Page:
Everyone, meet my invisible illness.
Its name is Lyme disease.
I can tell you what to call it now, but I couldn't for over four years.
Naming illnesses are not as straightforward as picking out baby names. They are also not as fun. And unlike children, illnesses could last years without having a name carved out for them. Some people never receive a diagnosis. Some would rather not know.
I now know.
Today, I want to share with you a peek into my health timeline followed by a FAQ.
I feel tender writing facts and details about physical health as it opens up a world of opinions, thoughts, and suggestions. I kindly ask you to refrain from giving advice in my health situation. Please know my hope here is not to gather sympathy or pity. In sharing my experience, I simply want to provide support to anyone struggling and clarity to those who are curious. With that being said, I always LOVE hearing your stories and questions—so please reach out!
If you don't understand everything or don't know how to relate, that's okay! Illnesses can be an awkward subject to approach, and none of us like to see our friends suffering. It's okay to admit that. Your prayers and encouragement are always appreciated.
Thank you for your love and presence.
As a kid,
I was healthy, athletic, and hardly knew what a cold was. Both my parents promoted a wholesome diet and lifestyle while growing up. The memories I have from my childhood are vibrant and carefree, threaded together with bright hues and ballet ribbons.
When I was 10 or 11, I was diagnosed with hypothyroidism (underactive thyroid). Nothing changed except my blood was often tested and I took medication—routines which still continue.
During a geology class in 2010,
I looked at my hands and thought I'd turned into a vampire from Twilight. And I don't even believe in them! My extremities were stiff, icy, and had turned a shimmering gray / blue / white. Later it was discovered I had Raynaud's phenomenon (reduced blood flow), occurring secondary to the hypothyroidism.
That year, the thyroid symptoms began to catch up with me, and it was harder to have the stamina to dance 30 hours a week. None of this was life-shattering, just something I needed to adjust to.
The following year,
I stopped dancing due to injuries and could no longer afford college. Life took a surprising turn, and in April 2011, I moved to Hawaii and joined Youth With A Mission. My time with this missions organization was pivotal in my walk with the Lord. He captivated my heart and placed me on a firm foundation. This is worth mentioning, as I believe God was preparing me for the challenging years ahead.
In July, my ministry team took a detour to a farm in Connecticut before heading to Mozambique for three months. This is where Lyme took a liking to me. And I had no idea.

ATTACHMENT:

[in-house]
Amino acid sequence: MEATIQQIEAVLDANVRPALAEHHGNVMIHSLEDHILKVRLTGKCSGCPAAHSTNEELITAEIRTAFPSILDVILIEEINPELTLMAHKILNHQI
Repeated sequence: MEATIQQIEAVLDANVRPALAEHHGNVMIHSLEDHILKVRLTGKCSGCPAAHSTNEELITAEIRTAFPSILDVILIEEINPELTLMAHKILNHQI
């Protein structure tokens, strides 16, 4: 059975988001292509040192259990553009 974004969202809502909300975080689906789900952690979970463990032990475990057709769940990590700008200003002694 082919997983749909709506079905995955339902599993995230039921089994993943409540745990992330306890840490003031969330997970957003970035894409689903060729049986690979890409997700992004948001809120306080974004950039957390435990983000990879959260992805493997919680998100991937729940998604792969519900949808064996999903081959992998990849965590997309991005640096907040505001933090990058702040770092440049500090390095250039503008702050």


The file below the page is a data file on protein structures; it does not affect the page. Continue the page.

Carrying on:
Once in Africa, I was constantly exhausted, dehydrated, and lacking nutrients. I didn't take care of myself. One night while on a trip in the bush, I got sick with a virus and my stomach was angry for weeks. There were flu-like symptoms. I had worms in my feet and stomach.
Yes, it's all as gross as it sounds.
The most jolting moment was on an August morning, when I woke up in a fog. I had lost memory of Bible verses and what we'd done that week. My sharp memory was something I'd taken pride in, and it became dull.
That fall, I returned to the states and visited doctors. Despite my memory loss, stomach troubles, increased fatigue, and weight gain, "nothing was wrong." I thought I could just rest it off. I blamed it on the travels and my thyroid.
I was all over the map geographically as my health stayed without answers. Because of my health's unreliability, plans were constantly uprooted.
I returned to missions twice. I was on bedrest. I tried counseling. I tried diets. I wrote two resignation letters to jobs I truly loved. I made friends and lost friends. I moved. I experienced heartbreak. I began writing lots. And I cried out to God.
Appointments felt useless.
Symptoms piled up. Blood test results were negative. They considered this as fibromyalgia, chronic fatigue, or depression. Doctors suggested antidepressants to help with my discouragement and walked me out the door. We were all baffled.
Something was obviously not right physically, but I couldn't force my body to prove it. It's not uncommon to be told, "but you don't look sick!" or "you look so good no one would ever know!" But I wanted people to know. I wanted to feel believed, seen, and affirmed. Insecurities soared, and I believed many wrong things regarding my identity.